Thailand’s PTT Exploration & Production (PTTEP) has raised its capital spending plan for upstream oil and gas to $16.5 billion over the next five years. PTTEP (BKK:PTTEP) will also spend an additional $4.4 billion developing its new energy business, which includes hydrogen, wind and solar, through to 2026.
The partially state-backed company told investors yesterday that yearly capital spending will rise to $3.3 billion over the next five years, up from previous guidance of $2.8 billion.
“The new plan shows higher production growth although at the expense of higher costs, as well as acquisitions, and lower free cash flow (FCF) yield,” analysts at investment research house Bernstein said in a note.
PTTEP has increased its production guidance by 6% over 2021-26 partly driven by acquisitions. However, the upstream player did not announce any new development projects over the next five years. Expansion is expected to come from domestic assets Bongkot and Erawan, and Algeria this year. Long-term growth will be driven by Mozambique LNG, which remains stalled due to security concerns, Vietnam, and Block SK410B in Sarawak, Malaysia.
PTTEP is also diversifying into new energy with a planned spend of $4.4 billion over the five-year term on capital expenditure and operating costs. “Key new businesses cover renewable energy (solar and wind), the commercialisation of in-house technologies, new forms of energy (dubbed future energy), such as hydrogen, carbon capture and utilisation (CCU), AI & robotics, as well as the study and development of gas/LNG-to-Power,” said PTTEP.
“The 5% CAGR growth over the next five years is comparable with CNOOC. Although PTTEP has a lower dividend yield than CNOOC and growth has come inorganically through acquisitions,” said Bernstein.
Overall, both production and capex guidance has risen substantially, added the investment firm. The significant increase in production, particularly from 2022 is largely driven by PTTEP’s increased working interests in Erawan and Bongkot, which together will add output of 70,000 barrels per day, added the firm.
“Production guidance has increased across all years on average by 6% from last year’s guidance. Oil and gas production for 2021 is expected to grow from 467,000 barrels of oil equivalent per day (boed) to 528,000 boed by 2026 (5% CAGR), which is higher than our estimate of 488,000 boed by 2026,” reported Bernstein.
“PTTEP is expected to deliver 200 million cubic feet per day (cf/d) of gas in 2022 and 700 million cf/d in 2023 at Bongkot G2/61 with first gas in 2022. Access for Erawan G1/61 has been behind schedule which could delay gas production under new PSC. The impact is being evaluated with remediation plan to compensate potential volume shortfall from other projects. For G2/61 Project (Bongkot field), we have good progress in transition as planned,” added the firm.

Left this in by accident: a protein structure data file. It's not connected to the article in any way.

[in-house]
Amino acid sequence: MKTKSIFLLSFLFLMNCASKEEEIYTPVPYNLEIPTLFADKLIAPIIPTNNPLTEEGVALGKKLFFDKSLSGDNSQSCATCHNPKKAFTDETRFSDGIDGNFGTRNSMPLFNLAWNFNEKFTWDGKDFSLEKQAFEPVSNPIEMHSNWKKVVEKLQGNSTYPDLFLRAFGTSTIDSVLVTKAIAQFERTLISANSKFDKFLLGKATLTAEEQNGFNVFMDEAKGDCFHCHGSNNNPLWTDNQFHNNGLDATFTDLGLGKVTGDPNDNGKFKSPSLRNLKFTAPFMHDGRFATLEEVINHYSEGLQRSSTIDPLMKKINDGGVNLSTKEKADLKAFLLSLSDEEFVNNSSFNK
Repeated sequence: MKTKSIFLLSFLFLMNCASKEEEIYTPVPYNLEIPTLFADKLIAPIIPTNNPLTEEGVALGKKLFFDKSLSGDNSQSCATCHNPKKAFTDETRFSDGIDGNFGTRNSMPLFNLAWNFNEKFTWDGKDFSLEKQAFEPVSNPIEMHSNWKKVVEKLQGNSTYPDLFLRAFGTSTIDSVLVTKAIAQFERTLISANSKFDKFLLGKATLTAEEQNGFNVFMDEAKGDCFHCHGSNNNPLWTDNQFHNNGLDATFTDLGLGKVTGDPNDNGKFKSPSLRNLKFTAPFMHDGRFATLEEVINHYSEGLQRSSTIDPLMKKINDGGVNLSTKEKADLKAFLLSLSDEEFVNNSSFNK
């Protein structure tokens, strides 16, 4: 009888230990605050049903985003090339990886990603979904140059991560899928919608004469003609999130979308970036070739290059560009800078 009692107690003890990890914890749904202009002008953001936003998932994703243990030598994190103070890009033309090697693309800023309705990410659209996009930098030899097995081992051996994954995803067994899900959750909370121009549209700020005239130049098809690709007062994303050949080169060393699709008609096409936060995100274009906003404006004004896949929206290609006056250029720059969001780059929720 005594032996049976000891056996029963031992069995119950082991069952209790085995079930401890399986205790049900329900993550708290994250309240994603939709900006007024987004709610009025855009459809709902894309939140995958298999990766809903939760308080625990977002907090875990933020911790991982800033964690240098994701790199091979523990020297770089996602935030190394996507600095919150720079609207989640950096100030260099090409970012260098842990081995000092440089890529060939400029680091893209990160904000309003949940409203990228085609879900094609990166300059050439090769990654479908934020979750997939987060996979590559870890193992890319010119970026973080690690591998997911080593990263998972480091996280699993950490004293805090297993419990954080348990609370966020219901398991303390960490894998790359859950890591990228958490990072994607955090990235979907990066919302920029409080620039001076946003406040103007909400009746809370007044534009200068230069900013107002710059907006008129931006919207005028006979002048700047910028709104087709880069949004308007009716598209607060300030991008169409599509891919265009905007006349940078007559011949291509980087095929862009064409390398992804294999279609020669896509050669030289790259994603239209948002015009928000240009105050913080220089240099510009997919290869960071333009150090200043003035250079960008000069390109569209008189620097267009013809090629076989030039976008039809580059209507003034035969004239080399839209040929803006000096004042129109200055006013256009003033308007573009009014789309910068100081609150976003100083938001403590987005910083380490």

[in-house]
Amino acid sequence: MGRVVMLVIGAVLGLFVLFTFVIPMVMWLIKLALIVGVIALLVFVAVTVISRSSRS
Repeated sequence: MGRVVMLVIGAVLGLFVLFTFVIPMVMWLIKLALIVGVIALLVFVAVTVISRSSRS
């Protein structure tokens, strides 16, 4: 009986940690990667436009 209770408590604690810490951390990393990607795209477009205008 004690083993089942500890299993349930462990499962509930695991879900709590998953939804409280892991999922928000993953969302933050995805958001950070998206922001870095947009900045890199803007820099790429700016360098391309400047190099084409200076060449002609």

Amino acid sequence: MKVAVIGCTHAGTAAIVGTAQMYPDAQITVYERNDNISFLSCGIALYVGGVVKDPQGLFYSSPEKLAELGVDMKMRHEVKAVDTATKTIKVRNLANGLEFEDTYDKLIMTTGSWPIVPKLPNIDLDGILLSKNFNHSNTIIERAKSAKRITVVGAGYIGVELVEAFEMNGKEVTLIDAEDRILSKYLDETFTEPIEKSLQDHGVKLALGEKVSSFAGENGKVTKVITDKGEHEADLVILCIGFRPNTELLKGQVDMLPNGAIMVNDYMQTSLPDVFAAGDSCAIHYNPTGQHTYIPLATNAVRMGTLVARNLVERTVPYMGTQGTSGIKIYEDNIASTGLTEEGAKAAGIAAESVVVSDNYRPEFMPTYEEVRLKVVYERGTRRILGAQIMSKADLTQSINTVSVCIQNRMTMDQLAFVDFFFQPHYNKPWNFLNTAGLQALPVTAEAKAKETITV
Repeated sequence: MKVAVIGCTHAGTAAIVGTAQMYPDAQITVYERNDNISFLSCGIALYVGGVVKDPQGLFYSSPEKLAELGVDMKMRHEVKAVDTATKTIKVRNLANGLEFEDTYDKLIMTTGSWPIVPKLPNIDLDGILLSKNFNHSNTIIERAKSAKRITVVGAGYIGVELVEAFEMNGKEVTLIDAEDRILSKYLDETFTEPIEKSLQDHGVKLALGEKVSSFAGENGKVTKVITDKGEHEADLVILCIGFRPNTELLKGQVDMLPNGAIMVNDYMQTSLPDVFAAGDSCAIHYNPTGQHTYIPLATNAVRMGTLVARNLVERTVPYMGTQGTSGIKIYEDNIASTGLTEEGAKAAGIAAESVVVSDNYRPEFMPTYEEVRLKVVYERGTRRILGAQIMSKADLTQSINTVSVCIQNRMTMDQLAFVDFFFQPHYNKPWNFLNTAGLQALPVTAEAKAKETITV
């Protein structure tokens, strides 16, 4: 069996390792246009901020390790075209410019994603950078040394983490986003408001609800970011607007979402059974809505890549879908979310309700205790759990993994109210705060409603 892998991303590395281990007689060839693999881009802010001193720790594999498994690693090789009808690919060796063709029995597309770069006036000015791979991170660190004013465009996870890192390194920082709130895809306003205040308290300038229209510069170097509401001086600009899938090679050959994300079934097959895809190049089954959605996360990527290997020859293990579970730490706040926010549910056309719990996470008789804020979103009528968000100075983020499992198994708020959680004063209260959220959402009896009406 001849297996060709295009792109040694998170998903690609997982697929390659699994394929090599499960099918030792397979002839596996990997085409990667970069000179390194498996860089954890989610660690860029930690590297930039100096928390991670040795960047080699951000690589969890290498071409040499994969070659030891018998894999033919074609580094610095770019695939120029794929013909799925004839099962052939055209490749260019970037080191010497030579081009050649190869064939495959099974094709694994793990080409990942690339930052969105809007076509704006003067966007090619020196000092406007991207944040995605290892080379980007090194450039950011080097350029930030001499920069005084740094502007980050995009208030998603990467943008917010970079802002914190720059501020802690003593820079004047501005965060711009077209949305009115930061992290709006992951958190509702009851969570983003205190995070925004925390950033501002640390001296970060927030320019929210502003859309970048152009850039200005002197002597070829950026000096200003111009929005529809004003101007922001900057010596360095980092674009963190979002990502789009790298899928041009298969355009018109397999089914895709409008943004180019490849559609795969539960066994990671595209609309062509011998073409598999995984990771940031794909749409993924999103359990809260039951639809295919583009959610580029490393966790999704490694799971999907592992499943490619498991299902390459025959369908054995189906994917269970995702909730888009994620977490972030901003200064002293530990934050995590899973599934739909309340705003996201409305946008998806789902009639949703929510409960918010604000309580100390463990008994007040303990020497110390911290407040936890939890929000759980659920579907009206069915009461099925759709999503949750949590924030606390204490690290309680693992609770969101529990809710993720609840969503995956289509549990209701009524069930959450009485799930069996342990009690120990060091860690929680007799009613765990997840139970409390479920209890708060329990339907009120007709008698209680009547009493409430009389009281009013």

“In Africa, PTTEP continues to expect first production at Algeria HBR Phase 1 in 2H21 (10-13kbd). The second phase, production capacity is planned to ramp up to around 50-60kbd in 2026,” said Bernstein.
“Mozambique LNG project has declared Force Majeure since April. The operator is in close discussion and provides required support from the government to accelerate the restoration of security, to allow the safe project resumption. In the meantime, the project has moved forward with some operations running outside Mozambique,” added the firm.
In total PTTEP will spend $27.1 billion over the next five years in the oil and gas sector. This covers both capex and operating costs.
“FCF yield will average 7% over the five-year plan. PTTEP held $$2 billion in cash and $3.9 billion in debt with net gearing at 13.5%. Proforma FCF will average $0.9 billion annually with FCF yield of 7%. At the current payout ratio of 50%, PTTEP could deliver a dividend yield of 5.6%,” noted Bernstein.
Bernstein predicts that production will plateau at around 190 million boe in early 2030 before declining from there as the research firm assumes PTTEP prioritises cash return over re-investment. PTTEP pumped around 130 million boe in 2020.
“We assume minimal re-investment post 2030 in oil and gas which leads to a declining reserves outlook towards 2050,” said Bernstein.
“With regards to 2022 investment budget allocation, PTTEP aims to maintain production volumes from the major assets as well as raising outputs from Bongkot and Arthit fields to serve domestic demand of the country. For the 5-year plan, we will focus on accelerating the development of oil and gas fields in Malaysia after series of successful petroleum discoveries. Based on the investment plan over 5 years, the company expects CAGR at around 5%. Meanwhile, PTTEP targets to invest in new businesses (Beyond E&P) during energy transition period, leaping for low-carbon organisation to create sustainable growth in the long term,” PTTEP said in a statement yesterday.